Method of Detecting Low Abundance Circulating Extracellular Vesicles


Researchers at TGen have developed an improved method of detecting circulating extracellular vesicles (EVs) in low abundance from a patient blood sample. These detected EVs may be used as biomarkers for cancer and other diseases in an early and non-invasive detection method.  For example, this method can be used for the detection of breast cancer specific proteins in a patient's blood, such as those associated with triple negative breast cancer, at a stage early enough to improve treatment outcomes.


Triple negative breast cancer is a complex disease accounting for 15-20% of all breast cancer cases with high molecular heterogeneity and a low survival rate relative to other breast cancers.  Liquid biopsies have been explored as a non-invasive method for detecting breast cancer specific proteins from circulating EVs, but such detection has been challenging due to the low abundance of breast cancer specific proteins in EVs (i.e., tumor EVs) compared to other EV proteins (e.g., immune cells).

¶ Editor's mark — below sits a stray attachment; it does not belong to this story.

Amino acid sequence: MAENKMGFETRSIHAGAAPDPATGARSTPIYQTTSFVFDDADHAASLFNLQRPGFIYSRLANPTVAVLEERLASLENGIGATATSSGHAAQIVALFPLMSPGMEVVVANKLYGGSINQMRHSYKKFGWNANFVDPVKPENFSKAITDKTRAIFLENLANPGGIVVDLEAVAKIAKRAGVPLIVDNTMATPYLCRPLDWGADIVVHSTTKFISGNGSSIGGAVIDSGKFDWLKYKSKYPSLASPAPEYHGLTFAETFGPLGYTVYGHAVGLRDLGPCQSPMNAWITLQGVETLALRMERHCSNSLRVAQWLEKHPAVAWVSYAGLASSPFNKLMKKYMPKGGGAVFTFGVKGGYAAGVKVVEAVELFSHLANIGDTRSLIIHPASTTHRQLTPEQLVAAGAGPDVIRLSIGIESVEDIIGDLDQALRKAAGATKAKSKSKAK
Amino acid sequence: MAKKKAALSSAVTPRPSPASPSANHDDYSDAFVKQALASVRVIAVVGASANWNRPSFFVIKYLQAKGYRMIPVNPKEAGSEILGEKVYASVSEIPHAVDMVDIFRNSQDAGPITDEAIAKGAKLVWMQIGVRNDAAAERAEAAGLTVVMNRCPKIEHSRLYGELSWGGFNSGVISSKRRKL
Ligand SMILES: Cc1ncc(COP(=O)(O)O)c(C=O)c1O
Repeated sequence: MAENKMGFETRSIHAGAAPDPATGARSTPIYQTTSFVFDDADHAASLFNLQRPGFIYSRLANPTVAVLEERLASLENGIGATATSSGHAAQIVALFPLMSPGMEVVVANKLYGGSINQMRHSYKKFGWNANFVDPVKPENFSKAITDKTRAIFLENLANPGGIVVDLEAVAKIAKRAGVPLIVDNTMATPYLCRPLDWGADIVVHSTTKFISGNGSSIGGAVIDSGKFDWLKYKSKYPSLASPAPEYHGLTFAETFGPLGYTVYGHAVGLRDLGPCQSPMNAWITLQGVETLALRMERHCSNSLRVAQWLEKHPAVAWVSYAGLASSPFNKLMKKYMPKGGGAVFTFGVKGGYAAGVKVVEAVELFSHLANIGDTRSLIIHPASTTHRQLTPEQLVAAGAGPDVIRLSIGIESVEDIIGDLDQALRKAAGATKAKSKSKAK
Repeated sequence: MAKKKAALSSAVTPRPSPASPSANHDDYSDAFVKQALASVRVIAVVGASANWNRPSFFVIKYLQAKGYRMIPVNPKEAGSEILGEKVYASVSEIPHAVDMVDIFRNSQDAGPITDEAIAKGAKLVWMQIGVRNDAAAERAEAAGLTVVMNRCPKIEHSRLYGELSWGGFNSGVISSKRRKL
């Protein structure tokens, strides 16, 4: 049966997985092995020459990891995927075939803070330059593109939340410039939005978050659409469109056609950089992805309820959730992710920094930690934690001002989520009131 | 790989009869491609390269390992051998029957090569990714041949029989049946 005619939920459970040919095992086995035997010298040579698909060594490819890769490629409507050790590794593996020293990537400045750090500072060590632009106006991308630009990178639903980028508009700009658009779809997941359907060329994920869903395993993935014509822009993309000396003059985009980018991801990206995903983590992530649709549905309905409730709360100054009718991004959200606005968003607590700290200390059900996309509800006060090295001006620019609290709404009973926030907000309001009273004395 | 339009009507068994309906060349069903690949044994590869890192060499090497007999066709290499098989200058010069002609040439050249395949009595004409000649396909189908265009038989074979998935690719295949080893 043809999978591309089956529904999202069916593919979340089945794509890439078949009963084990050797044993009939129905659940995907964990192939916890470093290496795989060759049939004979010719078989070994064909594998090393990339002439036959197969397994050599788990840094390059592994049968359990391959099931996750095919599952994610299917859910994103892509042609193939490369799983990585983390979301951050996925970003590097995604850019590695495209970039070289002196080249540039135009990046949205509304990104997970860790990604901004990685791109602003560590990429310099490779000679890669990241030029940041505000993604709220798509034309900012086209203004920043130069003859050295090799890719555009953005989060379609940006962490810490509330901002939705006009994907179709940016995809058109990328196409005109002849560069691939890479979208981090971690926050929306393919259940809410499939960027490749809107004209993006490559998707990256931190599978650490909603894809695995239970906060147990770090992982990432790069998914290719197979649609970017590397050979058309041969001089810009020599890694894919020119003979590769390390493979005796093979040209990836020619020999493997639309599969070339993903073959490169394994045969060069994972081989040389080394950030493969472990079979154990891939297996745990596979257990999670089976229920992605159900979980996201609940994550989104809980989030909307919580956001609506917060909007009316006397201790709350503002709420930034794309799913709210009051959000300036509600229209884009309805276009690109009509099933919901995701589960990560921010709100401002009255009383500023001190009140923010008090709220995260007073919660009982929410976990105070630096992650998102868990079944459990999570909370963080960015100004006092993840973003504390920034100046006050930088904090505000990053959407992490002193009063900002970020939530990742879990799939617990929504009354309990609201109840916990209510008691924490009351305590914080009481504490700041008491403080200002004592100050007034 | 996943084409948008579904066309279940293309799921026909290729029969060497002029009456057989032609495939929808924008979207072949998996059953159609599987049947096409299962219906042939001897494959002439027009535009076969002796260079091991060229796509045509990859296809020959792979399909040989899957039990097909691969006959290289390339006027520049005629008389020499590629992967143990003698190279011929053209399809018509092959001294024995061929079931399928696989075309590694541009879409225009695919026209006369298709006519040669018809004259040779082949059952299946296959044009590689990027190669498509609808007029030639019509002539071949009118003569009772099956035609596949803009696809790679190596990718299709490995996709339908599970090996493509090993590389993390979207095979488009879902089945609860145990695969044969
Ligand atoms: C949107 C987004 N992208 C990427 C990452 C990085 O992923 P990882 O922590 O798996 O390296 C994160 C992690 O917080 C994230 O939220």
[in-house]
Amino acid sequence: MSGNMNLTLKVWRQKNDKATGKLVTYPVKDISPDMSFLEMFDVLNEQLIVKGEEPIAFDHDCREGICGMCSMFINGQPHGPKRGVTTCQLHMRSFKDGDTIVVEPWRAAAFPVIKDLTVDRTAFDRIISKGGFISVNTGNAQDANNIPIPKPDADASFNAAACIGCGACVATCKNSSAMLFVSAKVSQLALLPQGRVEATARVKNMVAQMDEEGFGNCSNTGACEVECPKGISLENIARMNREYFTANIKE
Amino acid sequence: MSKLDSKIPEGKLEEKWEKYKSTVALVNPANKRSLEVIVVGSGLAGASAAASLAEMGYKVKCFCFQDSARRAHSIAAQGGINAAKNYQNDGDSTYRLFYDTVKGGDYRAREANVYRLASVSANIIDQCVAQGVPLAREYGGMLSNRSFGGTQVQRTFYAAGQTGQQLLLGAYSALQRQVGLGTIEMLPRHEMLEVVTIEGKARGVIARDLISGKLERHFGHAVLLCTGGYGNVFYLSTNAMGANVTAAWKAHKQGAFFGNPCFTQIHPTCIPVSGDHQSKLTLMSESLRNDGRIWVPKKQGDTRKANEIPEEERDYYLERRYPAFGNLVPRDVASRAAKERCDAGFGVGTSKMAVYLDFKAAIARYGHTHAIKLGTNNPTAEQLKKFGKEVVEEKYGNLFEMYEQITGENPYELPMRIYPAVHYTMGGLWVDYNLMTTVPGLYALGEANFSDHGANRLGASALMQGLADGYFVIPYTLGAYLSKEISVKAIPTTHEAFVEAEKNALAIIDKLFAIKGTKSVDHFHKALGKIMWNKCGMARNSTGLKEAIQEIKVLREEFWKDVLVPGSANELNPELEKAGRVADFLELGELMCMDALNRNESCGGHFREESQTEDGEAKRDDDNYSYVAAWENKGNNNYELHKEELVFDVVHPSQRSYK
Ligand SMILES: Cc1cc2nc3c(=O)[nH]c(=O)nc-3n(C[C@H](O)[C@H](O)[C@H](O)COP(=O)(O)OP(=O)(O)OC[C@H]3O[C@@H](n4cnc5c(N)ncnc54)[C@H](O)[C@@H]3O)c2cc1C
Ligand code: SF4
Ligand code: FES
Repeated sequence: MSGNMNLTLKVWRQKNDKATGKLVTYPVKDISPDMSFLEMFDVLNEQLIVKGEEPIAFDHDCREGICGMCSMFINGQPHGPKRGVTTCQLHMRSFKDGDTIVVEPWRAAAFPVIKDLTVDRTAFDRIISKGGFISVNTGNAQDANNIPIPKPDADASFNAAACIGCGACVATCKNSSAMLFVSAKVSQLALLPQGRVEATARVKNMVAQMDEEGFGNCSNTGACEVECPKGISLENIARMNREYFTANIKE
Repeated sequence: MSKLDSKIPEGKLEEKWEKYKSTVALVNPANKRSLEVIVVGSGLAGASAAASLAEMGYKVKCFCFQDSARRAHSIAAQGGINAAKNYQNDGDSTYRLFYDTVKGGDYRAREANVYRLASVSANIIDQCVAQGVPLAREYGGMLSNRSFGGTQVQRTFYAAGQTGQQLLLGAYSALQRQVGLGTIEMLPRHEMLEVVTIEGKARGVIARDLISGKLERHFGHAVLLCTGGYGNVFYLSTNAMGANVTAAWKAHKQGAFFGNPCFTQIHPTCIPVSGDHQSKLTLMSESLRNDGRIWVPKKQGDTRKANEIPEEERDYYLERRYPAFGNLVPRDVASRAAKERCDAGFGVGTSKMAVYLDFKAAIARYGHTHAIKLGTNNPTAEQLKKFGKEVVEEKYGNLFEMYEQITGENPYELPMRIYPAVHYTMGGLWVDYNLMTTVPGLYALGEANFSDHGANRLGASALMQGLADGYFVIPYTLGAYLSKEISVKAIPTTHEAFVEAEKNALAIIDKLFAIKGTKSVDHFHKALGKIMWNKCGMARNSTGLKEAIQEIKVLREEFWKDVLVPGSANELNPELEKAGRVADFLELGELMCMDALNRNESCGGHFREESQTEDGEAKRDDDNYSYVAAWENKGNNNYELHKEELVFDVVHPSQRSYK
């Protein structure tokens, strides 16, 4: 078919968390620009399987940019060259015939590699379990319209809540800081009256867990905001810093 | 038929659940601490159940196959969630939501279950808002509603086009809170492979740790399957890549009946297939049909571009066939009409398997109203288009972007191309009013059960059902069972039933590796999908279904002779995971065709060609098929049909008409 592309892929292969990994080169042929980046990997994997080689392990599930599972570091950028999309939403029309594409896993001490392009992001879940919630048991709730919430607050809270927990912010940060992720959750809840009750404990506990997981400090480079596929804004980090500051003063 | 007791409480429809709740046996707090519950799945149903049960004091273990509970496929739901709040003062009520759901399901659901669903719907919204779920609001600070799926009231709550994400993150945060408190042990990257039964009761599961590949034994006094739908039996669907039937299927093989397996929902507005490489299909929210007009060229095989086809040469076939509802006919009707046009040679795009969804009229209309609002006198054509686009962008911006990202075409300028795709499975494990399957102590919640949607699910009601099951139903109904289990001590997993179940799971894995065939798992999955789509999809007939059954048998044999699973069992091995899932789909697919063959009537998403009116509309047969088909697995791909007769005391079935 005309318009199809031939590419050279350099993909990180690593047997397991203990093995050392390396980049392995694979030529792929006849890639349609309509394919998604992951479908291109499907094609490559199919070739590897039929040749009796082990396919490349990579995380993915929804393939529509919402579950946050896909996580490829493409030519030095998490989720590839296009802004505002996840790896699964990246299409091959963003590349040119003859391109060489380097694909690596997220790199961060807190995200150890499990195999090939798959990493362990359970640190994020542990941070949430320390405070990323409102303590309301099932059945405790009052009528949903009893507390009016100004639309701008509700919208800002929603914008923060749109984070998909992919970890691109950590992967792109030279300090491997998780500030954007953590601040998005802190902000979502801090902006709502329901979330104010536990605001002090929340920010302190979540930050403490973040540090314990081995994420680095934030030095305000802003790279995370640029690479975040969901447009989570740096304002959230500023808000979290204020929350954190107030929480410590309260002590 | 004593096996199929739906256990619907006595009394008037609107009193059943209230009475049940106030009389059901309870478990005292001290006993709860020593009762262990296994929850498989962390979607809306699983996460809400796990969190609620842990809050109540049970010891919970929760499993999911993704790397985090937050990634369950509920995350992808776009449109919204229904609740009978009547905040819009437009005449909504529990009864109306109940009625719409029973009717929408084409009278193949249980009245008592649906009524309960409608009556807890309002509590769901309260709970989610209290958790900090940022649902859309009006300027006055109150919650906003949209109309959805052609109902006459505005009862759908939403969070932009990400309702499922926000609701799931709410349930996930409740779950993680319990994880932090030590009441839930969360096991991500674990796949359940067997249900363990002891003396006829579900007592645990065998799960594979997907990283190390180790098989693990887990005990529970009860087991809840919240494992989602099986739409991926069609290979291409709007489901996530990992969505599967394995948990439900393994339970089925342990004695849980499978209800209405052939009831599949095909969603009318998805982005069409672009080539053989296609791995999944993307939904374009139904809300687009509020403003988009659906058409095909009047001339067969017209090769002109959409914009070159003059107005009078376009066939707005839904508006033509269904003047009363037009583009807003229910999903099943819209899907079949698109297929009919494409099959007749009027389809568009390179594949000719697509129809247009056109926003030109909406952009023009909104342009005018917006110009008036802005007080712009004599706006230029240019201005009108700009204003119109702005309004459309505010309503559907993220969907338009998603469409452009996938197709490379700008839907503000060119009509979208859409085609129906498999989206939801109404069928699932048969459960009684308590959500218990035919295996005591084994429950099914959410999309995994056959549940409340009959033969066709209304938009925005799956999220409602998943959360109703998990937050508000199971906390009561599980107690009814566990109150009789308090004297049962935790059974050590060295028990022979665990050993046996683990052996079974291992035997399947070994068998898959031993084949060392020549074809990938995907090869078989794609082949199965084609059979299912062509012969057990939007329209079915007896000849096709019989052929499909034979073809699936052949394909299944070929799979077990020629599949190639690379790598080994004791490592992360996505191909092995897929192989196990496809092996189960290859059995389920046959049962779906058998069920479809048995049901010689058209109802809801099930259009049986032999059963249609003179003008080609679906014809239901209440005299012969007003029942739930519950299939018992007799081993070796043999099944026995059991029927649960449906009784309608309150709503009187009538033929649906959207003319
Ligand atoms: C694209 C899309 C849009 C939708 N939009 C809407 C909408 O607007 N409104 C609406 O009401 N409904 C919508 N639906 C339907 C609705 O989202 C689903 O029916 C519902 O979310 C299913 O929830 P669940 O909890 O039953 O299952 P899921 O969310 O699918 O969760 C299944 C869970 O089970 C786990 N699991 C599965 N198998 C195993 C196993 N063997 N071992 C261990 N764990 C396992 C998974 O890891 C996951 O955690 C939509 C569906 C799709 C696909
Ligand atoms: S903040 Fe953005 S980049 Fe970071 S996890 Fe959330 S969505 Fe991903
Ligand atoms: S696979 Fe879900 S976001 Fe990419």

Researchers at TGen have developed a liquid chromatography mass spectrometry method with increased sensitivity for detecting low abundance proteins derived from circulating EVs.  The developed method uses a labeled carrier proteome to amplify the signal of low abundance peptides and allows EV peptides to be distinguished from carrier peptides.


Patent Information:
For Information, Contact:
Katie Bray
Intellectual Property Counsel
The Translational Genomics Research Institute
Patrick Pirrotte